(first posted 7/10/2014) Well, not really. “Dystopian” maybe not be the most apt descriptor of a car which sold well, formed the foundation of the Mustang’s 1980s revival and remains well-loved by most of us here at Curbside Classic. But with a name like “Futura,” dour styling and a debut right before “Gas Crisis II,” it might have seemed like an unfulfilling new normal for a portion of customers trading in larger, more traditional cars.
For most Americans, though, they were honest, affordable customizable machines with good stamina. As this particular example sits here at the curb, thirty-three years later, Futura might’ve actually been quite the apt moniker. While it’s been in front of this house, full of its owners’ trash, for several months, Fairmonts were regularly seen in daily use well into the ’90s, so they are in the running as some of the most durable cars of their era. Possibly some of the most rust-resistant also.
1981 was the final year of the Fairmont wagon–which was folded into the new Grenada line-up for ’82–as well as the first year the Futura label was extended to sedans and wagons in the form of an option package.
I wasn’t alive in the late ’70s, but I imagine these cars were a very big surprise when launched after years of highly decorated designs from the big-three. Much like the 1981 Chrysler Ks, they wore their frugality quite openly and like those cars, reskinned, spiffier variants came on line after a few years, to the relief of those customers who feared the cars were the portent of a penitent automotive future.
If anything, this is one of the more indulgent Fairmonts. I previously thought Futura was a model name exclusive to the original Crown Vic-inspired coupe variant of the Fox, but as the full console and gauge package seen here show, it enabled the addition of some rather exclusive options in the workaday wagon world, if not functioning as somewhat of a touring package in and of itself. That must make this car somewhat uncommon as, indeed, most Fairmont I remember were sedans with vinyl bench seats.
From this angle, you can see why it made sense to bring the blue oval badge back with the Granada “replacement;” these cars were somewhat generic looking, though certainly not unattractive. Chrysler similarly gave the Pentastar logo greater billing as the ’80s wore on.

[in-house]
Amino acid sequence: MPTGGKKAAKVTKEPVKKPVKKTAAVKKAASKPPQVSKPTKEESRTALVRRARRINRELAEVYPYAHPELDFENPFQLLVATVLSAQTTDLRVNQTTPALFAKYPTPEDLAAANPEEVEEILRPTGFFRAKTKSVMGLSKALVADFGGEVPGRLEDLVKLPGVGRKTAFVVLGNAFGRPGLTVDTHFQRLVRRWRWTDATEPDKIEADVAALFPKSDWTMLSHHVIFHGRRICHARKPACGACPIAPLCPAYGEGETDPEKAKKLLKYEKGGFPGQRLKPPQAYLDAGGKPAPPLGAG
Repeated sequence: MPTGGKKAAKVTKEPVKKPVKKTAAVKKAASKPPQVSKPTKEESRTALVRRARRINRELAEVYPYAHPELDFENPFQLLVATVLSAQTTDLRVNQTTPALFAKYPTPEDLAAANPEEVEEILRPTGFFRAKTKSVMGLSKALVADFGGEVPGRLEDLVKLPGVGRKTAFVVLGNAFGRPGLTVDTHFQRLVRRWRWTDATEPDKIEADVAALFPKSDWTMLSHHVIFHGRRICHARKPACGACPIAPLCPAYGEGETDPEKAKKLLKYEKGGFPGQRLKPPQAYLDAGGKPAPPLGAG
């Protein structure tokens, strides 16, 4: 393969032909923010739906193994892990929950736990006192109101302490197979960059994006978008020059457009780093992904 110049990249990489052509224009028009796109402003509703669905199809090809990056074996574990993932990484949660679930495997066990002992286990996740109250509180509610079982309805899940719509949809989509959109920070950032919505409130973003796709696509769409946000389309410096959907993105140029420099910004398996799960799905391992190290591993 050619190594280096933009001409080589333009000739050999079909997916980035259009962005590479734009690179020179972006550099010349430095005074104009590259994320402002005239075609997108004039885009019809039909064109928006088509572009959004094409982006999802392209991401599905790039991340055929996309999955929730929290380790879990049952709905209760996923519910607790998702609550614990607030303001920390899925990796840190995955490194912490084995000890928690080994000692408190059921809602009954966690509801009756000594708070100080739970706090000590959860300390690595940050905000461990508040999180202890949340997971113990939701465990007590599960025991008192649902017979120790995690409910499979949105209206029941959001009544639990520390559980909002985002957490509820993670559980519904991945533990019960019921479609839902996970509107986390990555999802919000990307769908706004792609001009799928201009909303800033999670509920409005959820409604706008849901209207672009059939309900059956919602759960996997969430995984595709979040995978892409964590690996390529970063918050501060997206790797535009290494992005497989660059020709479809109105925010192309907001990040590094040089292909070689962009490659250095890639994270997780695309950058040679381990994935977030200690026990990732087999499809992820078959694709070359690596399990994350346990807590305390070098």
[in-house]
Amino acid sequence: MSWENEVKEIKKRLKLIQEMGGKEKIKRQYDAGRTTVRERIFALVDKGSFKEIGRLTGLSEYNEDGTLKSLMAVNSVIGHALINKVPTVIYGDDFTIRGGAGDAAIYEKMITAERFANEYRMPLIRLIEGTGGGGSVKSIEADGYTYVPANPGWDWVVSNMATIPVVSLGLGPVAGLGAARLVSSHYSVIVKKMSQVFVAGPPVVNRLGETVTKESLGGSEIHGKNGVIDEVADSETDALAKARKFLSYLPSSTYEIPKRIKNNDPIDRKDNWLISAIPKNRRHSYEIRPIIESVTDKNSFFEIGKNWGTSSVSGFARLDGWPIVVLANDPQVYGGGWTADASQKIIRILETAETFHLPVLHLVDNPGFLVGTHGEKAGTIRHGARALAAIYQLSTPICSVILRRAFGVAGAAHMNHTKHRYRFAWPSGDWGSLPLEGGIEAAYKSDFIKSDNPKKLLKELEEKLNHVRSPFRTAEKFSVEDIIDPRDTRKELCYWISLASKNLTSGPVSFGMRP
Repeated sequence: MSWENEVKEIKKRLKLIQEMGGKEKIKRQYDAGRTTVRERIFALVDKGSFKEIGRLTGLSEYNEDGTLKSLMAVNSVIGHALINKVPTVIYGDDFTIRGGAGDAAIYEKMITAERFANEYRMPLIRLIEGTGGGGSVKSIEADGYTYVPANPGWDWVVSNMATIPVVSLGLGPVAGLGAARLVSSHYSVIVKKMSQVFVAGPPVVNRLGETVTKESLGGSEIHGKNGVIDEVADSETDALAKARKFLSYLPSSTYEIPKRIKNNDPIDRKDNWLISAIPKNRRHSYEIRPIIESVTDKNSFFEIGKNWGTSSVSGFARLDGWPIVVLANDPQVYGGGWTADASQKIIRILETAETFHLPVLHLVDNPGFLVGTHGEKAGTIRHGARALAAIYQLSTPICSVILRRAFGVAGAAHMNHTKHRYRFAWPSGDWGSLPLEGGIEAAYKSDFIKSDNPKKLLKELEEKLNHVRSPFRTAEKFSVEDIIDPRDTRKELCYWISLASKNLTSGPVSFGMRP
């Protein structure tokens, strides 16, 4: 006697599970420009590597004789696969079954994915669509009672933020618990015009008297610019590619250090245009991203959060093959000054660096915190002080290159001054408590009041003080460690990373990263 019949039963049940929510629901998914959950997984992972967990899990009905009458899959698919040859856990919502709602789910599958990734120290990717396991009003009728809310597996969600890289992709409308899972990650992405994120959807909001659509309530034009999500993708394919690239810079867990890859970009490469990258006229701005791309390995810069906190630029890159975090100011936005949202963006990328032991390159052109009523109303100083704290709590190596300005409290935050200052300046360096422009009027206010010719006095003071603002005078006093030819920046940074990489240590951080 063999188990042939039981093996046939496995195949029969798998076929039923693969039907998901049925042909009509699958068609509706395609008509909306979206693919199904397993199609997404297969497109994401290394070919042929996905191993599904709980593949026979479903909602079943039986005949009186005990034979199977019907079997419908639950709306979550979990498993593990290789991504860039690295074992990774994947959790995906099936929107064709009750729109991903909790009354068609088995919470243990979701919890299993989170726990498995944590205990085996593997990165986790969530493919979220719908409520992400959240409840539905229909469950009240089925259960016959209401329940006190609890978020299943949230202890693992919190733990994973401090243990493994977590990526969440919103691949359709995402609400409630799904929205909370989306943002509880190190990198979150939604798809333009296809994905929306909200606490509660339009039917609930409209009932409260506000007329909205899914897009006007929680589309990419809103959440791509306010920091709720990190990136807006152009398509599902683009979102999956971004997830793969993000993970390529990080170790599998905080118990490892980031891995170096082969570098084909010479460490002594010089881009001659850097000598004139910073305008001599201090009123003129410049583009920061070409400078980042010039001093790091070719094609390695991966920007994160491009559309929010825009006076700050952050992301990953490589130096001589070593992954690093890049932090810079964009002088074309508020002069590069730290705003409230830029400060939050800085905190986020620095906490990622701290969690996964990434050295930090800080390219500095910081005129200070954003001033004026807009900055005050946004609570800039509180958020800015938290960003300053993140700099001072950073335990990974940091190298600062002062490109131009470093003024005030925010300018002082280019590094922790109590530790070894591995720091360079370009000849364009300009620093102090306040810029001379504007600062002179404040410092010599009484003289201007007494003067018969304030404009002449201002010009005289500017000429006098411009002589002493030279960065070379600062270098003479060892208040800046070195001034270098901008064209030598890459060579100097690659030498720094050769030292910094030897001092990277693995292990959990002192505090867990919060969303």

By 1981, the optional V8 was the 255 CID (4.2 liter) unit, not the 302. Given its high trim level, it’s possible that this wagon is so equipped. Otherwise, this likely has the 3.3 liter six unless some masochist decided to order it with the 2.3 liter four. I don’t know which engine would be best/worst. I’m inclined to say the 255 would be the best of a series of bad options, and the 3.3 liter six doesn’t exactly have a great rep next to Chevy’s straight-six and Chrysler’s slant-six, though neither of those were notably sprightly by that point. It’s also possible both the six and the V8 weigh about the same amount, as I’ve never heard any complaints about the latter burdening the front end of the similar Mustang, so I suppose it’s safe to bet the 255 was the ideal engine. I won’t claim to have a solid answer; I’ve never driven any of these.
The nearest I’ve come was the Tempo, which used a cut-down version of the 3.3 six, so not close at all. That car, conceived during the near-bankruptcy which Ford survived on account of the early Fox-chassis variants, was built on a stretched Escort platform and was a rotten device. It nevertheless replaced the Fairmont, with aero styling which must’ve fooled more than a few car buyers at the time. Until then, late ’70s Fords were coming out wearing an ultra-conservative look, and from this angle, an Escort and Fairmont wagon looked much the same.
I think I prefer this Fairmont’s rather chaste appearance over many of the aero Fords, with the exception of the Taurus and Merkur/Sierra. The ’84 Thunderbird never did much for me, with its long overhangs, and these days, it doesn’t have quite the quaintness of this car. Actually, Ford’s late ’70s styling efforts were some of the best in the domestic industry, with cars like the F-150 and Town Car retaining their respectability until their replacement. It’s a look that, in my opinion, worked best on the Fairmont two-door sedan and on the Mustang until 1993.
It was thoroughly appropriate to the upcoming decade and on this wagon, with its enormous glass area, it remains appealing. Even crouched down next to it, the low belt line made it possible for my camera to pick up this car’s low-back buckets with their famously useless Detroit headrests. Ford was the first to offer customers something better to replace these in family-friendly models, but it would have to wait a few years.
The Fairmont managed to hang around until
19851986, though in Granada and then LTD form. As a child, it was very confusing, since they all shared the same doors, proportions and many interior bits. I knew how GM branding worked, but I couldn’t figure out why the same Ford had so many different names. Our featured car was likely well-kept on account of its generously ordered options and ergonomic correctness and even today in rust-free from, it’s fully serviceable. One can hope it gets rescued by a Fox-chassis fan (of which there are plenty) and is given new life. It’s hard not to have such utopian expectations for a modern classic which shared so many components with well-regarded, athletic siblings.